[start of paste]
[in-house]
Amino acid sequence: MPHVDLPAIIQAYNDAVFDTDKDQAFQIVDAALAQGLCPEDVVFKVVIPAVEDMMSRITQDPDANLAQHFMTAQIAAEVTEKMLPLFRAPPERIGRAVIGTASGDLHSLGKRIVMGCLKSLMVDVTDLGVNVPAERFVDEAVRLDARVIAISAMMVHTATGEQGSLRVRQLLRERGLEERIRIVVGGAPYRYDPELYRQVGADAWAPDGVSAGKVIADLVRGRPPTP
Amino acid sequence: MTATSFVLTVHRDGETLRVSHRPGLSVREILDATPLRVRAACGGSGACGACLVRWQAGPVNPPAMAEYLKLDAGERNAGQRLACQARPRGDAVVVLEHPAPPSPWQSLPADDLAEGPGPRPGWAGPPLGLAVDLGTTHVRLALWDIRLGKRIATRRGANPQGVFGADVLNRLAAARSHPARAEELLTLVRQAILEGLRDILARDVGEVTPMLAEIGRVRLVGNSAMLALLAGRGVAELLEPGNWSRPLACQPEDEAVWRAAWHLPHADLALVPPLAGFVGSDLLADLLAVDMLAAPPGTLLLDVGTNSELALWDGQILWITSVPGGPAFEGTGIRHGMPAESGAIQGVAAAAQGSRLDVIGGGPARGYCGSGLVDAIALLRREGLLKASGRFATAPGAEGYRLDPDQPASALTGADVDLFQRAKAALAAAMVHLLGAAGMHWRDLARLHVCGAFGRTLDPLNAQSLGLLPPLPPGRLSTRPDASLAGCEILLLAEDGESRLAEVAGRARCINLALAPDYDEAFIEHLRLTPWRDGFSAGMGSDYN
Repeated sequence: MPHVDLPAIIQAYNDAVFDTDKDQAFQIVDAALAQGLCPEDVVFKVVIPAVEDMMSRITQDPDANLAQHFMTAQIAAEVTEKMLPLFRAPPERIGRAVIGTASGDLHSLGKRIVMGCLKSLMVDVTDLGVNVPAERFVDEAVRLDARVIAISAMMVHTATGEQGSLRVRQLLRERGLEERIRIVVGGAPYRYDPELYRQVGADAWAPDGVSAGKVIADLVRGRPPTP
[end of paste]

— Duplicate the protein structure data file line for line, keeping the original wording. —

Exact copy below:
[in-house]
Amino acid sequence: MPHVDLPAIIQAYNDAVFDTDKDQAFQIVDAALAQGLCPEDVVFKVVIPAVEDMMSRITQDPDANLAQHFMTAQIAAEVTEKMLPLFRAPPERIGRAVIGTASGDLHSLGKRIVMGCLKSLMVDVTDLGVNVPAERFVDEAVRLDARVIAISAMMVHTATGEQGSLRVRQLLRERGLEERIRIVVGGAPYRYDPELYRQVGADAWAPDGVSAGKVIADLVRGRPPTP
Amino acid sequence: MTATSFVLTVHRDGETLRVSHRPGLSVREILDATPLRVRAACGGSGACGACLVRWQAGPVNPPAMAEYLKLDAGERNAGQRLACQARPRGDAVVVLEHPAPPSPWQSLPADDLAEGPGPRPGWAGPPLGLAVDLGTTHVRLALWDIRLGKRIATRRGANPQGVFGADVLNRLAAARSHPARAEELLTLVRQAILEGLRDILARDVGEVTPMLAEIGRVRLVGNSAMLALLAGRGVAELLEPGNWSRPLACQPEDEAVWRAAWHLPHADLALVPPLAGFVGSDLLADLLAVDMLAAPPGTLLLDVGTNSELALWDGQILWITSVPGGPAFEGTGIRHGMPAESGAIQGVAAAAQGSRLDVIGGGPARGYCGSGLVDAIALLRREGLLKASGRFATAPGAEGYRLDPDQPASALTGADVDLFQRAKAALAAAMVHLLGAAGMHWRDLARLHVCGAFGRTLDPLNAQSLGLLPPLPPGRLSTRPDASLAGCEILLLAEDGESRLAEVAGRARCINLALAPDYDEAFIEHLRLTPWRDGFSAGMGSDYN
Repeated sequence: MPHVDLPAIIQAYNDAVFDTDKDQAFQIVDAALAQGLCPEDVVFKVVIPAVEDMMSRITQDPDANLAQHFMTAQIAAEVTEKMLPLFRAPPERIGRAVIGTASGDLHSLGKRIVMGCLKSLMVDVTDLGVNVPAERFVDEAVRLDARVIAISAMMVHTATGEQGSLRVRQLLRERGLEERIRIVVGGAPYRYDPELYRQVGADAWAPDGVSAGKVIADLVRGRPPTP